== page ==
Although the recent Consumer Confidence Index remained relatively unchanged, one site announced that within 24 hours of Britain’s vote to leave the European Union, technology startup Netz saw five investors suspend hundreds of thousands of pounds in promised money.
But when everyone else has been caught on the back foot and is panicking about changes to the markets and business environment, for the intrepid CEO, now is the time to take advantage. Think calmly and creatively about the ways in which you and your company can benefit from this challenging time. Ensure that your investors maintain their confidence and positivity about your business venture.
Take stock of your business plan and consult the talent available to you. As a constantly evolving document it should be ready for any contingency. Should it become necessary at short notice, does it still stand up to financial scrutiny amidst this new world?
With cash flow being a young company’s primary concern, if currency fluctuations or the evaporation of promised funding have added to your liquidity worries, it is essential to stay on top investment opportunities.
As Forbes pointed out in the wake of Brexit, start-ups and young businesses have an opportunity to refocus; to refine their product, cement customer loyalty, and develop more profitable revenue streams. After all, it continues, many businesses thrive under harsh economic conditions.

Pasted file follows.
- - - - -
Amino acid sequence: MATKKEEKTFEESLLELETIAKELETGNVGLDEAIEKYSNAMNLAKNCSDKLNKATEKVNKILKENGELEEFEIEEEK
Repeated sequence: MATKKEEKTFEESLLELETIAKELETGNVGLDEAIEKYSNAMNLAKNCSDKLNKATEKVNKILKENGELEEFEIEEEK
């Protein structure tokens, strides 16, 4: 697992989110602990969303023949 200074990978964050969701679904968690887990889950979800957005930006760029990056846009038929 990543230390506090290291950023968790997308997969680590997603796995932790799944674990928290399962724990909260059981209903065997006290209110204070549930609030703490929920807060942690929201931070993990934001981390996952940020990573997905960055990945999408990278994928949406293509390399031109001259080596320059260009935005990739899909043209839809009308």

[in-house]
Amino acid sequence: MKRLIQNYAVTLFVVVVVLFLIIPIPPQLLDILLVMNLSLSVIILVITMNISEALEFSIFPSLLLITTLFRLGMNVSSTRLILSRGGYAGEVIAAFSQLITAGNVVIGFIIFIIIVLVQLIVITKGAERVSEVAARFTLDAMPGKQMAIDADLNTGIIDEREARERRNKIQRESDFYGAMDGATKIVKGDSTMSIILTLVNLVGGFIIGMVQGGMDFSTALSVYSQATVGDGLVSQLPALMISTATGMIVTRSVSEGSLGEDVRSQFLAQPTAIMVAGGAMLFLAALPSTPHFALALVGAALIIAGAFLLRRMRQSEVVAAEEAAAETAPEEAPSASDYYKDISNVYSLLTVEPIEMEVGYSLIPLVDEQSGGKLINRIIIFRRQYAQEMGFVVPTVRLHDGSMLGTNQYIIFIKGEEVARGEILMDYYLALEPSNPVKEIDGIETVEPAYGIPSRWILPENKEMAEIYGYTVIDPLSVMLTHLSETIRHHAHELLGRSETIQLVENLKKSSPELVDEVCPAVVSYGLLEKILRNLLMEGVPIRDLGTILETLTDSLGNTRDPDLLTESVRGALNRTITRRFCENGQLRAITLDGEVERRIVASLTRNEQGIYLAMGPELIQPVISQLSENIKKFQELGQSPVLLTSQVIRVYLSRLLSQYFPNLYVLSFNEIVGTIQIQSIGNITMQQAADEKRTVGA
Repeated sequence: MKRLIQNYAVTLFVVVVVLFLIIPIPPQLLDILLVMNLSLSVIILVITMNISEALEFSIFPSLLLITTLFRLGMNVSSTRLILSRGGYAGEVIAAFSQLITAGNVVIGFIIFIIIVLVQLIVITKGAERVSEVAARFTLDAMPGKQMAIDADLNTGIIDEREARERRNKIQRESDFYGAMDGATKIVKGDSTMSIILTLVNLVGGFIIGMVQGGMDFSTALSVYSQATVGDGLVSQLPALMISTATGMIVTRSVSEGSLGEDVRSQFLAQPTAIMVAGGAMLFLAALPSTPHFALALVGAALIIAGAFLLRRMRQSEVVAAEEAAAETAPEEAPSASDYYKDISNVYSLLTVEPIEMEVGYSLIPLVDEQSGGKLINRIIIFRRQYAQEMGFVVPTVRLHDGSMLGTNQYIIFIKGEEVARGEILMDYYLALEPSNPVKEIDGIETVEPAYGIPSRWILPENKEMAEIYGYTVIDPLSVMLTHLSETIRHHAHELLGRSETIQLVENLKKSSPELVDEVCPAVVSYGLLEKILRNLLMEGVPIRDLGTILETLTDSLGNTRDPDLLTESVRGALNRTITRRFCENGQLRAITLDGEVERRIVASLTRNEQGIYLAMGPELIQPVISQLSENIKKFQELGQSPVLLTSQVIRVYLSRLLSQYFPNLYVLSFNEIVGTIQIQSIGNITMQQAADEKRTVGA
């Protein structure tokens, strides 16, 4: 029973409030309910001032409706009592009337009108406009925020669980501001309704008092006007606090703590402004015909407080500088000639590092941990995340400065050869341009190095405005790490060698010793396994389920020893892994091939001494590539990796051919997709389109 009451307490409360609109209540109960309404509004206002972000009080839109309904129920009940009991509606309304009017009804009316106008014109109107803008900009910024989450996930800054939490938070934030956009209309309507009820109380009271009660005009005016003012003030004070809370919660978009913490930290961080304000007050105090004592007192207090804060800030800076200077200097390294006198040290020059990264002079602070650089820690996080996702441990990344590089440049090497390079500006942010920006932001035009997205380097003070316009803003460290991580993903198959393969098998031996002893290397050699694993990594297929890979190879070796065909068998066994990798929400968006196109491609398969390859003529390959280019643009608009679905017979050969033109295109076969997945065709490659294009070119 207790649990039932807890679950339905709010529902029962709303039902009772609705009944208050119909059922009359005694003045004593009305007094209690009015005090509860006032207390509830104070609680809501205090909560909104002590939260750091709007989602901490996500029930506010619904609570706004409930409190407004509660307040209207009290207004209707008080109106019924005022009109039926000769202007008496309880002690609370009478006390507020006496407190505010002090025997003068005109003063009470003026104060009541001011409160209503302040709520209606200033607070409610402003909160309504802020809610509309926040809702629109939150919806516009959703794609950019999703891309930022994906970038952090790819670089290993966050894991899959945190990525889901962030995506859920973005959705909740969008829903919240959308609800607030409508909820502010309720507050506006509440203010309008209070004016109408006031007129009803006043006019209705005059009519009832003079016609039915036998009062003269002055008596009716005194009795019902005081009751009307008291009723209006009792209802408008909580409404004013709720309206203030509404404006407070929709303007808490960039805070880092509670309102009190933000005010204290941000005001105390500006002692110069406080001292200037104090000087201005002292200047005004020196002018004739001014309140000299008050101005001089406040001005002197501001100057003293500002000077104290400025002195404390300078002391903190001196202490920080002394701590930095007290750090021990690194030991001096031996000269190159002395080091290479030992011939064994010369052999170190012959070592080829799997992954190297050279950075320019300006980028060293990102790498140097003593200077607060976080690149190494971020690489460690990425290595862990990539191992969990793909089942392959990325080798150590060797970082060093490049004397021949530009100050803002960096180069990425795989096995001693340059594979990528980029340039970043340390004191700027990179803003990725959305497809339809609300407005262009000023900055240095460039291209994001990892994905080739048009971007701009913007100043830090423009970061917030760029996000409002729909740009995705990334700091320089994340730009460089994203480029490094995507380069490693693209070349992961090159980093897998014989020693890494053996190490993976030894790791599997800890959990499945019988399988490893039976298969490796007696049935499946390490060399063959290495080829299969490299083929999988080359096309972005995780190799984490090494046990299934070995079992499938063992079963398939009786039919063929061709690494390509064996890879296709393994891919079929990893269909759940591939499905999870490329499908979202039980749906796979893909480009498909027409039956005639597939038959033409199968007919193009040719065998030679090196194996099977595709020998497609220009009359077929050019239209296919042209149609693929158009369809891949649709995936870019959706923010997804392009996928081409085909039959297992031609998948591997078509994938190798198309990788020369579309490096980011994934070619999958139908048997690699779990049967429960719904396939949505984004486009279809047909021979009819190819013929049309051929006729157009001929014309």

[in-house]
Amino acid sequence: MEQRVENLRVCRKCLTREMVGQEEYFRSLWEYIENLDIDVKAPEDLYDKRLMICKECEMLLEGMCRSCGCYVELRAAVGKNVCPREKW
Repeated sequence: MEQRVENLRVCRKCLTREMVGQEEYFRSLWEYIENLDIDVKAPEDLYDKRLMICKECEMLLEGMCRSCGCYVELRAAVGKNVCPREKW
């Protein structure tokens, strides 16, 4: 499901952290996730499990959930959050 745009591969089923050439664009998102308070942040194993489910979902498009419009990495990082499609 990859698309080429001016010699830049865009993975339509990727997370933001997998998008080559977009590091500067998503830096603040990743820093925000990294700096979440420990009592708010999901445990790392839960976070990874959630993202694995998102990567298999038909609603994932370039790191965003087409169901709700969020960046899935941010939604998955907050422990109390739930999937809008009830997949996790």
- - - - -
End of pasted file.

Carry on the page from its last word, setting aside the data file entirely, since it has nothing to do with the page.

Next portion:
In order to investigate and develop other streams of revenue, an injection of cash at this time could be potentially lifesaving. Tightening your product and service, focusing on your primary customers is crucial. However if you are already supplying foreign contracts, you are excellently placed to start investigating potential new markets which could become more viable. Be ahead of the crowd.
You don’t need telling about the pitfalls of finding the wrong financial partners to achieve your goals, you’re likely to have experienced them. Although you can demonstrate your business knowhow in your plan, it is your continued belief in and passion for what provide that will inspire the admiration and confidence of potential and current financial backers.
Your pitch starts long before that initial meeting with your would-be investors. Do your research on them, just as they will be researching you. Find out what interests them, where else they have invested their money, and how involved they like to be in day to day business. What is their reputation amongst the small business community? Once you are face to face, interview them just as you’re being interviewed. Your due diligence will be apparent and you will impress. Be brave enough to walk away if you have doubts.
In these exciting and challenging times, a youthful and agile company like yours has the edge on many large established corporations. By communicating your willingness to meet adversity with real honesty, passion and drive, initial meetings with potential investors should reap rewards for both parties, whatever the environment.